4. A particularly tricky shot took the crew months to nail.

A photo of Blue Angels pilots in plane cockpits
Photo by Amazon MGM Studios

One early July morning, as Crowder and his crew acclimatized their camera equipment to the humidity (an hourlong process to avoid condensation gathering on the lens), they discovered a rare view: all six of the Blue Angels jets arranged in the morning light—“golden, half blue, half orange.” For months, they tried to recreate it. On the last day in November, they finally got the shot. Viewers will spot it near the film's opening.

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5. ‘Once a Blue Angel, always a Blue Angel’

The Blue Angels proudly subscribe to this creed—and Crowder was humbled to see it on full display during filming. It’s a “massive family,” Crowder explained. When a former member visits or attends a show, “everybody knows who they are. They’re like long-lost family members.” But even the elite have their celebrities: Crowder recalled how walking around with Greg “Boss” Wooldridge, a retired Navy captain and the only three-time boss of the Blue Angels, was “like walking around with Paul McCartney or John Lennon.”

6. When they weren’t hurtling through the air, the team and crew bonded by playing darts.

A photo of Blue Angels squadron members
Photo by Amazon MGM Studios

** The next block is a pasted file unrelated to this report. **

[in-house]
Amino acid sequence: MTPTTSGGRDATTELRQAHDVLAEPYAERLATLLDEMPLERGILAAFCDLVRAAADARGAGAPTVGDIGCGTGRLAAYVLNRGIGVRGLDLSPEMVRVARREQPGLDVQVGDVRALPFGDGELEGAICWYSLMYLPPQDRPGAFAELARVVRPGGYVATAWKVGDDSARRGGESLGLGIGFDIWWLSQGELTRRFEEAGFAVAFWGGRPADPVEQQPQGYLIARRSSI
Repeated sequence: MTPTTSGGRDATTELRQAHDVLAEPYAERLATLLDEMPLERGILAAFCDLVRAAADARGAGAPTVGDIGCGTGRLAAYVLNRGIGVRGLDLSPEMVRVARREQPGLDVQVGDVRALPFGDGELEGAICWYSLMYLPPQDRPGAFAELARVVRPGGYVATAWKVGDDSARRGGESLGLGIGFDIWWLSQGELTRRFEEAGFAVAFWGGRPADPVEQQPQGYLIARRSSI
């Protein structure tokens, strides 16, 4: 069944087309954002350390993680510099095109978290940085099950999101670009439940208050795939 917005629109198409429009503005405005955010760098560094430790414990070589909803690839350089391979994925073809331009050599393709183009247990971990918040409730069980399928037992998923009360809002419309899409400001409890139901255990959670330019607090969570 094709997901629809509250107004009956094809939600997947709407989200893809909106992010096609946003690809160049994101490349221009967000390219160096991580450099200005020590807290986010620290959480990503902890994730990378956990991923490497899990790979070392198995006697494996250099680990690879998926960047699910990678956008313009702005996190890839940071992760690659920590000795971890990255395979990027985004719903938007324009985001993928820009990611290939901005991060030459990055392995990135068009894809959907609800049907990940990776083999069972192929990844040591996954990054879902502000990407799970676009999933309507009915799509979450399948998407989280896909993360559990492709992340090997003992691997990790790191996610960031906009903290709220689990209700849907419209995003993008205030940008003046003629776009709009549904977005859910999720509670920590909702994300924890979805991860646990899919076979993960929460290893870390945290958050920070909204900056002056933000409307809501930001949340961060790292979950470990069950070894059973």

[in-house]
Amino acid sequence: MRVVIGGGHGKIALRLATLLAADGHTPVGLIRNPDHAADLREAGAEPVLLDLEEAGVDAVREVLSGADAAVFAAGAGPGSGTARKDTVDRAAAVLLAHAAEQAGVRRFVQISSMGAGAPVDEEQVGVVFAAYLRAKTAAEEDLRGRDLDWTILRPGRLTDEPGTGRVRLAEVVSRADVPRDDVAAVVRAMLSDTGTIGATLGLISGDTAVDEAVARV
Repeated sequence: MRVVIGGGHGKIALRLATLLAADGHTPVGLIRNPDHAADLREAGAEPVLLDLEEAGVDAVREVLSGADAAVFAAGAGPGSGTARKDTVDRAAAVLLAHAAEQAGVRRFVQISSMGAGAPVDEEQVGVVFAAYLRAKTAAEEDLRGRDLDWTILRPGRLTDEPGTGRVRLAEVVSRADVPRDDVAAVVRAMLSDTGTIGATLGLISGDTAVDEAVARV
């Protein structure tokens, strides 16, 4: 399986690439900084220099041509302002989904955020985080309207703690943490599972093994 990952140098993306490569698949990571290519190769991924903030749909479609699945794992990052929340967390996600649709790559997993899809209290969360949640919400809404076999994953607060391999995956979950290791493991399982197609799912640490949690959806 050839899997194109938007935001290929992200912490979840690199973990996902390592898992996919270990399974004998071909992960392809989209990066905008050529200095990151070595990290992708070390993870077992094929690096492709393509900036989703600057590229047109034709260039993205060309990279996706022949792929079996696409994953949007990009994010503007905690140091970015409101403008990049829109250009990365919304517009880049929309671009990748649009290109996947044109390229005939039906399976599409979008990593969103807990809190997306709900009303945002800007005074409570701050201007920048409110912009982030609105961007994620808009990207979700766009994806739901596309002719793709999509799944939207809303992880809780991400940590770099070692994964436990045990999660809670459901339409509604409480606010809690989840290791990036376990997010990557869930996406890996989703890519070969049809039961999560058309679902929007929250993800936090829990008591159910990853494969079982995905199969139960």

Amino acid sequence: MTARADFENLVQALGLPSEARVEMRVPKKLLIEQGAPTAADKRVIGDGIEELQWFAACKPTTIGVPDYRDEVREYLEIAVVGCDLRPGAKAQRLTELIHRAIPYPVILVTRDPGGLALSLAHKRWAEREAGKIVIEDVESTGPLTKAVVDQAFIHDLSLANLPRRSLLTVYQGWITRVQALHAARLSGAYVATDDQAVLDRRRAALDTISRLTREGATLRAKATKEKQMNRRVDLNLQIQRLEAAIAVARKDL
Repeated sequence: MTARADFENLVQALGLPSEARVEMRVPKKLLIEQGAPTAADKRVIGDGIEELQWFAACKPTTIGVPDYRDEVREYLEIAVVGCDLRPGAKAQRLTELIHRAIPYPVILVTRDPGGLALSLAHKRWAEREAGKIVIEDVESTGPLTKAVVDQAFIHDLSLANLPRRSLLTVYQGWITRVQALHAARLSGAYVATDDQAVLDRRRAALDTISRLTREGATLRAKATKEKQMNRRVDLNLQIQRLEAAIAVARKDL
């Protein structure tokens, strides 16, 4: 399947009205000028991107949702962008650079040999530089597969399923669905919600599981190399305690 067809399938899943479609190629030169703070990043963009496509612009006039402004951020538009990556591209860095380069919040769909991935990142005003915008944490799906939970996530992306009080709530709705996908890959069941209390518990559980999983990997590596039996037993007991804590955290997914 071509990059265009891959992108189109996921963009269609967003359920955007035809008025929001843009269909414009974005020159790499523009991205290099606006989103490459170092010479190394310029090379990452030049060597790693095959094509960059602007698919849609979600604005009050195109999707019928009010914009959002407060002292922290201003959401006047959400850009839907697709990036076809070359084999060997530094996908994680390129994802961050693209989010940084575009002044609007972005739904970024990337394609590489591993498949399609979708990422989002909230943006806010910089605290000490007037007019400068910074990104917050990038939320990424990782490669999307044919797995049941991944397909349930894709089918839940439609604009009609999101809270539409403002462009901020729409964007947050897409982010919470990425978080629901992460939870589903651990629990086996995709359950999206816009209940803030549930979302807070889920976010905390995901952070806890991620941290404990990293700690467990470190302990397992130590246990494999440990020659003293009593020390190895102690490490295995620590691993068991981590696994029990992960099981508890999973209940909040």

In order to make this film, complete trust was critical. Crowder didn’t need to look far to find it. “Trust—and the expectation of excellence—was a bedrock value” of the military, Crowder noted. “From top to bottom, it’s 100% teamwork.” Typically, Crowder explained, pilots will do their own checks upon mounting their aircraft. But within the Blue Angels, there is such unfailing trust in the checks done by crew chiefs that pilots hop in, “turn the plane on, and say, ‘Let’s go fly,’” Crowder said. “That’s unprecedented in pilots.” 

After a month of spending time together—tagging along for group dinners, playing darts together— the filmmakers and pilots melded into a unit. Crowder, a onetime member of the Celtic punk band Flogging Molly, was himself a mini-celebrity of sorts: Turns out, several Blue Angels were Flogging Molly fans. “When I walked in, it was like, ‘Oh my god, it’s Paul from Flogging Molly!’” he recalled, to which he replied: “No—oh my god, it’s the Blue Angels!”

7. The crew filmed just 25 feet beneath jets flying right under the speed of sound.

The Blue Angels are known for their breathtaking precision and skill, piloting jets hurtling through the air within several feet of one another. One of the most iconic moves, the Sneak Path, requires a plane to fly 50 feet above the ground and just under the speed of sound. To get the shot, Crowder and his crew hunkered down on a 25-foot pier—filming as a “four-ton, almost-the-speed-of-sound jet flies right at you.” Crowder said crew members who’ve worked on films with massive explosions (think Batman) still found this experience unnerving. “They went almost white in the face,” he said, noting the sensation of the downward pressure and the intensity of the sound. “Even if you’re expecting it, it gets you,” Crowder said. “There’s a massive bang, and by the time you looked, it was gone.”

You can catch The Blue Angels exclusively in IMAX theaters starting May 17, and on Prime Video when it becomes available to stream on May 23.